A Jazz Man's Art Preserved

Absorbing documentary focuses on late pianist Thelonious Monk. FILM: REVIEW

A PIANO is a complicated piece of equipment: a large box with keys, hammers, strings. It's kind of impersonal, really, and this is why it's so special when someone develops a truly personal style on the instrument. Yet this does happen. Take Thelonious Monk: Countless millions of people have played the piano over the years, but when he knocked out his first five or ten notes - even on a record or the radio - you knew in a flash who was at the keyboard. That's mastery. And that's class.

``Thelonious Monk: Straight, No Chaser'' is a new documentary film about Monk, who died in 1982. He was a strange man, with mood swings that made him exuberant at some times but sadly depressed at others. One of the most amazing things about him was his ability to create great music, with surprising consistency, despite his emotional problems - as if his art allowed him to soar above difficulties that might have weighed other people down.

``Straight, No Chaser'' takes its title from one of Monk's most famous pieces. (He also wrote the classic ``'Round Midnight,'' which another jazz film was named after.) The new film is full of Monk's terrific piano playing, and it gives us unprecedented glimpses of Monk offstage, dealing with his colleagues and the challenges of his art. He behaves very strangely now and then, projecting his inner turmoil in ways that are fully visible to the camera. But he always manages to take care of business - music, that is - in his own unmistakable manner.

The movie was photographed largely by Christian Blackwood, a documentary maker who got Monk to trust him over a period of several months during the late 1960s. Also appearing, in scenes photographed more recently, are Thelonious Monk Jr. and Charlie Rouse, the controversial sax player who was Monk's most prominent colleague for many years. Documentary veteran Charlotte Zwerin directed the picture, with dedicated jazz fan Clint Eastwood serving as executive producer.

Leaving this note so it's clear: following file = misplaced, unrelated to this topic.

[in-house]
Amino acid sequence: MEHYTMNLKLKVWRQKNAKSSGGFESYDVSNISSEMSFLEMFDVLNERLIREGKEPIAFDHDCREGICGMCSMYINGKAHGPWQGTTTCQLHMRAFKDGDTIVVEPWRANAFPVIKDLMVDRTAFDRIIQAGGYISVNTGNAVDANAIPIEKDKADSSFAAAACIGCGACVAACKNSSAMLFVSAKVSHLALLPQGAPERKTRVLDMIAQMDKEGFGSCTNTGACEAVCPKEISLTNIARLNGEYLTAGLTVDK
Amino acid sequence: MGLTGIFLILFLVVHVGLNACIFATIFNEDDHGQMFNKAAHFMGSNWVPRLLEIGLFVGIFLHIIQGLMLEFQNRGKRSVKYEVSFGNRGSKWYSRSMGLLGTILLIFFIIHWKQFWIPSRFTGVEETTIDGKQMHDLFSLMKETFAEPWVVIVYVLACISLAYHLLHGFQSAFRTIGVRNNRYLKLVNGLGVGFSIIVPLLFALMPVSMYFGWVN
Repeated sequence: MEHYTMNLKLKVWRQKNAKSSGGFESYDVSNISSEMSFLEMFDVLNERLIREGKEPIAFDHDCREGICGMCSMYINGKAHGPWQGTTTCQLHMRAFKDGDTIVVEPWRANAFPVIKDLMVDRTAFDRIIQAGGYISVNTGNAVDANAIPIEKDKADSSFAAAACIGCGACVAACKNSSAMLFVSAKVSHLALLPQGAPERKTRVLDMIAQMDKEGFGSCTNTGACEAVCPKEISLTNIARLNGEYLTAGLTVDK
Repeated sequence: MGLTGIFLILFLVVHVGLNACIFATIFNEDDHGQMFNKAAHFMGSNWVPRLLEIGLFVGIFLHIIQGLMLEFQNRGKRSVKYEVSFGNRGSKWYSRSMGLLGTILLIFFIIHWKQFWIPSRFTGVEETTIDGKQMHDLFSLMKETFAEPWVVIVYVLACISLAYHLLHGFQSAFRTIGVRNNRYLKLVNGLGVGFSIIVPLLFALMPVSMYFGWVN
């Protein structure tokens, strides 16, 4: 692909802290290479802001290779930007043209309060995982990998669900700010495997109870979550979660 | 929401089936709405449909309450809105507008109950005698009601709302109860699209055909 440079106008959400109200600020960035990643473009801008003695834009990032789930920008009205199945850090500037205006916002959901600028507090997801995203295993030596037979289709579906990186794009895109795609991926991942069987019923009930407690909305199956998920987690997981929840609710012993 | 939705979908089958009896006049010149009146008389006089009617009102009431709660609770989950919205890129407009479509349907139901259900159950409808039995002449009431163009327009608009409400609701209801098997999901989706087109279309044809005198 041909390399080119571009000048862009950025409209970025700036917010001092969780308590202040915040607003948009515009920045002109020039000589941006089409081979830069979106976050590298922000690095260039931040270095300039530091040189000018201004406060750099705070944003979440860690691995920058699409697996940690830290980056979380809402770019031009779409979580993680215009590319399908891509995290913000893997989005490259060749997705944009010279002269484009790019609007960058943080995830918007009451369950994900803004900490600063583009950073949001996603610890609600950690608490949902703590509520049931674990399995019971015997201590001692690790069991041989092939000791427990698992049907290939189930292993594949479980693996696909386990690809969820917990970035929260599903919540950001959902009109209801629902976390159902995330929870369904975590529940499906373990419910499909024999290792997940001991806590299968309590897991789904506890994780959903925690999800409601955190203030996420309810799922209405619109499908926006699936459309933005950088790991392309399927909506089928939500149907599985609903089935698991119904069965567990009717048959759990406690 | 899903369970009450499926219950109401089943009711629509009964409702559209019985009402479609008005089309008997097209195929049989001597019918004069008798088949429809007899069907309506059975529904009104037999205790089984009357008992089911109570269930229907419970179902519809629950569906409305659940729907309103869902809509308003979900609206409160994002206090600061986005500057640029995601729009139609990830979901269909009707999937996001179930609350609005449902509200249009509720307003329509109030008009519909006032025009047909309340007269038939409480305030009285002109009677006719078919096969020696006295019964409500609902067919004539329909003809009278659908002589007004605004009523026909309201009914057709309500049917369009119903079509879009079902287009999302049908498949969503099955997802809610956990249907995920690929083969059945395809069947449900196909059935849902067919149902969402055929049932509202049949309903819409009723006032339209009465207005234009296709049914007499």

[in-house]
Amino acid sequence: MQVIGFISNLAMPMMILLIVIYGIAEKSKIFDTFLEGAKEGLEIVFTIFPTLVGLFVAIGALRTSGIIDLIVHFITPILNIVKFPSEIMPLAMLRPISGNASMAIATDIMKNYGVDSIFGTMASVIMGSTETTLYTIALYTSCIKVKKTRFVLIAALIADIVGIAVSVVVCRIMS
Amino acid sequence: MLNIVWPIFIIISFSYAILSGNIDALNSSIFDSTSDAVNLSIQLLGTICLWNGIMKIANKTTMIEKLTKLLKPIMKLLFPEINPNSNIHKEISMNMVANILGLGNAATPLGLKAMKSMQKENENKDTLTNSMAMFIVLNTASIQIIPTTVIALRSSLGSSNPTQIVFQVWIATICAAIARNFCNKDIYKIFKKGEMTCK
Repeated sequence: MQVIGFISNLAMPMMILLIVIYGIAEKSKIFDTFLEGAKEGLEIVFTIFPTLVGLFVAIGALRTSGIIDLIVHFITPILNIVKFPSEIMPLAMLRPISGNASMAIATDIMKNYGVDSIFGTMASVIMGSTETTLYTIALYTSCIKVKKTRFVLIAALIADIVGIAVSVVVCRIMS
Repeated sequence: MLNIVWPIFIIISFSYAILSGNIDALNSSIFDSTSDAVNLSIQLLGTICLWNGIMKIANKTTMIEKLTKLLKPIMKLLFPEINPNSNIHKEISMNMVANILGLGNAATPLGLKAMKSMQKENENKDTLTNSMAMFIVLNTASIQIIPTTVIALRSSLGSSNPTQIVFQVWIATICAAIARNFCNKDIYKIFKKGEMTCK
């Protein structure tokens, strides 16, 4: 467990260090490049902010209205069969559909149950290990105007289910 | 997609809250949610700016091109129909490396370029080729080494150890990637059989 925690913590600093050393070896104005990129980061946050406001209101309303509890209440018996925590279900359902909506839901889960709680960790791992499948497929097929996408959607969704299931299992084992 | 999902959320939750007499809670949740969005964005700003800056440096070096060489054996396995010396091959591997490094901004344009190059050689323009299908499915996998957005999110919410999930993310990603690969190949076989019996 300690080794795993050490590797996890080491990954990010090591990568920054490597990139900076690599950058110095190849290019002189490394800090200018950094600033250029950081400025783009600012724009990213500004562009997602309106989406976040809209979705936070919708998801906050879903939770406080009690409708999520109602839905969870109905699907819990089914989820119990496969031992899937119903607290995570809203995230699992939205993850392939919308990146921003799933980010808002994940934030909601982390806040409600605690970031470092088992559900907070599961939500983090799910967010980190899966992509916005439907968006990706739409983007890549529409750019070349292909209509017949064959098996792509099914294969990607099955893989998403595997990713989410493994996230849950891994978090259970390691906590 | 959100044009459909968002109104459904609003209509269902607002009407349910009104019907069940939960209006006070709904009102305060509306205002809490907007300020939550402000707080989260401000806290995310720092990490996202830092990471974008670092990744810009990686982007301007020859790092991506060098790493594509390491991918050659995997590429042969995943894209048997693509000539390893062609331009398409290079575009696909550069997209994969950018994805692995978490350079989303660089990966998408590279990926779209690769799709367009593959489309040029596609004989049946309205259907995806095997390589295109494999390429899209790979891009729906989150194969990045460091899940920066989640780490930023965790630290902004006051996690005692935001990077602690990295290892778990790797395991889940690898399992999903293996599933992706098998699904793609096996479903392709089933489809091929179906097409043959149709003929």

Compared with other jazz films that have come out recently, ``Thelonious Monk: Straight, No Chaser'' is quite conventional. It doesn't have the smoky, impressionistic atmosphere of ``Let's Get Lost,'' the documentary on trumpeter Chet Baker; and of course it's not a fictionalized account like ``Bird,'' the fine Eastwood movie about Charlie Parker, jazz's all-time-great saxophonist.

Some moviegoers will prefer the orthodox style of ``Straight, No Chaser'' to the more freewheeling approaches of those films, and that's a legitimate choice. Yet there is one problem with the Monk picture: It doesn't dig deeply enough into the roots of Monk's music. He made fundamental changes in the vocabulary of jazz, after all, opening up a world of quirky melodies and harmonies. Where, deep down in his personality, did these breakthroughs come from? The film never gets around to telling us.

Flaws and all, ``Thelonious Monk: Straight, No Chaser'' stands as an absorbing, entertaining, and often fascinating look at an artist who was as unconventional as he was brilliant. If you like music, it's a must-see. And if you like bebop, it could be the movie of the year.

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